@ #HPDiscover Barcelona uncovered “The Machine”. The Machine has been re-architected bottom-up, which means all this stupid business of using different types of memory in order to optimise speed, yet offer as close as is possible given the limitations of the architecture, the stability of persistent memory, will be a thing of the past. The Machine will have the advantages of fast memory, yet the stability of persistent memory. This is just one technical rework in The Machine, there is loads more. I’m not an expert on hardware, but I understood enough to appreciate the enormity of this innovation.

But what does this mean? What they demoed is how quick it will be to find similar pictures in a big data archive containing millions of pictures. Imagine what this means from crime prevention viewpoint, imagine how this can be used to protect children against sexual predators? Imagine the speed at which biometrics will work, imagine, imagine the possibilities….

On the other side of the coin we can speculate the impact on our personal privacy. The ease and speed of shifting through millions of graphics, data, whatever, means that everything about each one of us will be available to governments, secret agencies, and criminal organisations. This includes everything you share online, your location data, your photos, all pictures of you captured on the millions of surveillance cameras worldwide. With The Machine everything that is public will be instantly available.

So what should you do? Well you need to take control of your identity, your PII (Personal Identifying Information) and your digital footprint. In order to make this possible, how identities are managed today needs to be re-architected bottom-up, exactly as what HP have done with The Machine. Existing identity management architectures are not scalable, and even with federation you are not in control, whatever the supporters of federation may claim.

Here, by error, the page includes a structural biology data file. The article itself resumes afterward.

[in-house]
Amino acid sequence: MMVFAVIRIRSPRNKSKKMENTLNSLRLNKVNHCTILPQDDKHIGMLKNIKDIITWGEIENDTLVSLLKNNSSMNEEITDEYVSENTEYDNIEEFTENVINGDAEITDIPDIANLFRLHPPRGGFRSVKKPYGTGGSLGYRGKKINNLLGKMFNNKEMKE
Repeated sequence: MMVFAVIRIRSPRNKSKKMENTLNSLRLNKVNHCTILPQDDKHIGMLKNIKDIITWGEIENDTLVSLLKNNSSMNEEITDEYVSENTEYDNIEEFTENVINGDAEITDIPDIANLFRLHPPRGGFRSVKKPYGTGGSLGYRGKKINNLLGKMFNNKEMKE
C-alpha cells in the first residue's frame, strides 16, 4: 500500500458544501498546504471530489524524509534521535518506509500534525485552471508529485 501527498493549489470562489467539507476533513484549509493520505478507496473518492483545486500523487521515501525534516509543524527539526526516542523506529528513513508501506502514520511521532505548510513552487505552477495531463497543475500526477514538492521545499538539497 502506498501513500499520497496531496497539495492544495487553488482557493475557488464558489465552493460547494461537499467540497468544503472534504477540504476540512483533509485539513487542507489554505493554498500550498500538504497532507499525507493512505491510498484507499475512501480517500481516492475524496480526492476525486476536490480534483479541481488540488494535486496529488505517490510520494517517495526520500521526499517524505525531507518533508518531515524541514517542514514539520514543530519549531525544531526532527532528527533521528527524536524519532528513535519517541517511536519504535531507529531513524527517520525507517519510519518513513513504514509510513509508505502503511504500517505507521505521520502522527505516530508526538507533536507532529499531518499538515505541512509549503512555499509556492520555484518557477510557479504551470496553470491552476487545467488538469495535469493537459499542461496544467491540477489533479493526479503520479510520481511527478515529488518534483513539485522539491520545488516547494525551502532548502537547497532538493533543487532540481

The only way forward is that you control your identity, hence own your identity, and your digital footprint. You should have absolute traceability on your identity. You control, and encrypt everything you do, every digital interaction if you share is done under your conditions. This is only possible by strengthening your digital identity with the use of reference sources, so that it mirrors how your identity works in the physical world. However just as with The Machine, it is early days, yet the first step is possible…. which means that you have the chance to be one of the first to take control of what belongs to you, your identity and your digital footprint. Check the video below.

Interesting article on HP.

I am saddened to hear that my colleague and friend Kjell died on Monday, 2nd February, this week at the age of 46. Cause of death unknown as of yet, but we can guess that it was natural. It was sudden, on Friday my colleagues tell me that he left work early feeling unwell, and on Monday he was no longer with us 😦candles_25

He was with HP 22 years having originally been with Digital. Kjell was loyal and hardworking, solid and calm and kind. He had a sense of humour that I will miss, we will all miss him! He was not making alot of noise around him, and sometimes surprisingly spontaneous in his communications. I will miss his smile when I came into the office, almost mischievous, as he liked to have a joke with me.

Kjell was a regular visitor to my blog and often sent me tidbits that I could share. He also contributed a paragraph to my book “Virtual Shadows” that I will share with you now 🙂

(preceding para) “…….you can build an online reputation that can be negative (as is mainly publicised by the popular media) or positive.”

kjell1

In the last e-communication I had with Kjell, I shared with him the index to the book before the hard copy was available because I wanted him to see his name there. He thought it was pretty cool and replied with the following

“well this is the first time I’ve seen my name in the index of a book, and it will probably be the only time”..

how true 😦

It is a pity that he never got to see the hard copy of the book, the copy I promised arrives on Friday this week, a thank you for his valuable contribution. I am now thinking that maybe a close member of his family would like Kjell’s copy. It is a nice published souvenir of something that Kjell once said, I think he would have liked that 🙂

We will miss you Kjell!